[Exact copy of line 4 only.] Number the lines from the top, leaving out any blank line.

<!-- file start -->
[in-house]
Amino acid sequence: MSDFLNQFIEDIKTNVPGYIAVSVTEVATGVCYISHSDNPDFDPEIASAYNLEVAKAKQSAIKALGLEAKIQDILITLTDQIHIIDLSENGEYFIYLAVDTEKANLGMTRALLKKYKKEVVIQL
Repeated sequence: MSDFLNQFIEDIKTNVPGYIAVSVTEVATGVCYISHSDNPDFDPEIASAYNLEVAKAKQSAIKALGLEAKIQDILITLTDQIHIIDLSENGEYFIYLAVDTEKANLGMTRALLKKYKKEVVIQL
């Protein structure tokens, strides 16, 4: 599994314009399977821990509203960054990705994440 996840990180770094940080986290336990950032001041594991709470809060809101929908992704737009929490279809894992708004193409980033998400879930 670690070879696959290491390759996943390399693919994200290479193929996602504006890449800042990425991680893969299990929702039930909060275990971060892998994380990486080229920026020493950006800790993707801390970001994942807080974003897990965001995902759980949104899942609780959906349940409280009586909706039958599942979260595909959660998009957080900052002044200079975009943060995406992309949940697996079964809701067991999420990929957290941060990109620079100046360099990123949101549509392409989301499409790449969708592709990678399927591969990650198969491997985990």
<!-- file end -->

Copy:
């Protein structure tokens, strides 16, 4: 599994314009399977821990509203960054990705994440 996840990180770094940080986290336990950032001041594991709470809060809101929908992704737009929490279809894992708004193409980033998400879930 670690070879696959290491390759996943390399693919994200290479193929996602504006890449800042990425991680893969299990929702039930909060275990971060892998994380990486080229920026020493950006800790993707801390970001994942807080974003897990965001995902759980949104899942609780959906349940409280009586909706039958599942979260595909959660998009957080900052002044200079975009943060995406992309949940697996079964809701067991999420990929957290941060990109620079100046360099990123949101549509392409989301499409790449969708592709990678399927591969990650198969491997985990």